Up until now the prevailing view has been that evolution of terrestrial locomotion in our bats was the result of our long period of isolation and lack of mammalian predators – much the same reasons why flightlessness evolved in many of our native birds. However a new study published in BMC Evolutionary Biology has challenged this hypothesis by comparing the anatomy of the short-tailed bat with the fossil remains of a related extinct species from Australia. This study suggests that terrestrial locomotion evolved in this family of bats before their arrival in New Zealand, and in the presence of mammalian predators. Read the rest of this entry »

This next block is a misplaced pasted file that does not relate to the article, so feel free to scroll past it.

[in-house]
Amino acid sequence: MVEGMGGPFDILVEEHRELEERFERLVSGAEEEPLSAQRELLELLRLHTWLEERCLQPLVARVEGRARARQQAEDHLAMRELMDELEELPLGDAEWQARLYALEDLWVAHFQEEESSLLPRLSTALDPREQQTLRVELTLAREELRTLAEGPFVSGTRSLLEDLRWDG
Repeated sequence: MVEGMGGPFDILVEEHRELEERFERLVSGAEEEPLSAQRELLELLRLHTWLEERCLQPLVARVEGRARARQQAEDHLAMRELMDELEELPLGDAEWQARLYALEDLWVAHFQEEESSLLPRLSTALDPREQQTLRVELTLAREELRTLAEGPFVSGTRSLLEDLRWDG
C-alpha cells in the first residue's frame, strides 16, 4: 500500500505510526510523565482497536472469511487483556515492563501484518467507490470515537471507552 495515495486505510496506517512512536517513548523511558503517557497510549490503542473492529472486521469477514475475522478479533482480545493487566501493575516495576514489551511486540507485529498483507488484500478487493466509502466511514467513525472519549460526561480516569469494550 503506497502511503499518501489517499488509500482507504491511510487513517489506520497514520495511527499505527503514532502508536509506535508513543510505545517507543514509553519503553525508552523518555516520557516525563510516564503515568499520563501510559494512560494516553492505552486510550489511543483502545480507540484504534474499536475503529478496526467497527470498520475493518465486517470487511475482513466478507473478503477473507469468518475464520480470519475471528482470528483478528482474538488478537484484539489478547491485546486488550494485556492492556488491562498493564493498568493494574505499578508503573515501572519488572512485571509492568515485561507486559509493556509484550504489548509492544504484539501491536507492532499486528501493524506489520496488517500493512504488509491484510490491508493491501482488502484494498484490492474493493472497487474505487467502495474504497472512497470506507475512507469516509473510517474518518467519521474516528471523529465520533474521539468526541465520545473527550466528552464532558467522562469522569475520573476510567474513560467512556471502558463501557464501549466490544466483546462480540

New Zealand’s lesser short-tailed bat Mystacina tuberculata is slightly odd in the bat world due to its propensity for running about on the ground instead of flying. Unlike most bats, which catch their prey while in flight, the lesser short-tailed bat spends much of its time foraging on the forest floor. The elbow joints in their wings are specially adapted to function as front limbs enabling them to move with rodent-like agility.